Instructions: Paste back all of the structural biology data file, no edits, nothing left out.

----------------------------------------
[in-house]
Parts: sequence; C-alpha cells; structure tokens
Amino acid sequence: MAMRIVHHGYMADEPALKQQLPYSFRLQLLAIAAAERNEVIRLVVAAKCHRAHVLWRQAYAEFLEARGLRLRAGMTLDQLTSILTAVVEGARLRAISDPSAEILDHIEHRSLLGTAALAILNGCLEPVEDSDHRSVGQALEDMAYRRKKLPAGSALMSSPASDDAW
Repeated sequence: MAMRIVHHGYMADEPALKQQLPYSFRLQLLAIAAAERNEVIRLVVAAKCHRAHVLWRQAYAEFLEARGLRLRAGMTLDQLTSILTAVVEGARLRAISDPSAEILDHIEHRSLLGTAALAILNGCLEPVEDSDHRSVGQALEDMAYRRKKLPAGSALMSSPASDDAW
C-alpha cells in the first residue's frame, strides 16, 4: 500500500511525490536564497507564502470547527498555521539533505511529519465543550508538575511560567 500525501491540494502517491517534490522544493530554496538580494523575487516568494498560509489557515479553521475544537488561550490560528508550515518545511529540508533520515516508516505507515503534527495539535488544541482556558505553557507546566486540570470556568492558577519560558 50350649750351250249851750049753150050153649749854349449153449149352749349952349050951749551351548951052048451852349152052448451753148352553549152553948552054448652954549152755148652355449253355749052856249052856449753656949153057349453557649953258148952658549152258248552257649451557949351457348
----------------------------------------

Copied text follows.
[in-house]
Parts: sequence; C-alpha cells; structure tokens
Amino acid sequence: MAMRIVHHGYMADEPALKQQLPYSFRLQLLAIAAAERNEVIRLVVAAKCHRAHVLWRQAYAEFLEARGLRLRAGMTLDQLTSILTAVVEGARLRAISDPSAEILDHIEHRSLLGTAALAILNGCLEPVEDSDHRSVGQALEDMAYRRKKLPAGSALMSSPASDDAW
Repeated sequence: MAMRIVHHGYMADEPALKQQLPYSFRLQLLAIAAAERNEVIRLVVAAKCHRAHVLWRQAYAEFLEARGLRLRAGMTLDQLTSILTAVVEGARLRAISDPSAEILDHIEHRSLLGTAALAILNGCLEPVEDSDHRSVGQALEDMAYRRKKLPAGSALMSSPASDDAW
C-alpha cells in the first residue's frame, strides 16, 4: 500500500511525490536564497507564502470547527498555521539533505511529519465543550508538575511560567 500525501491540494502517491517534490522544493530554496538580494523575487516568494498560509489557515479553521475544537488561550490560528508550515518545511529540508533520515516508516505507515503534527495539535488544541482556558505553557507546566486540570470556568492558577519560558 50350649750351250249851750049753150050153649749854349449153449149352749349952349050951749551351548951052048451852349152052448451753148352553549152553948552054448652954549152755148652355449253355749052856249052856449753656949153057349453557649953258148952658549152258248552257649451557949351457348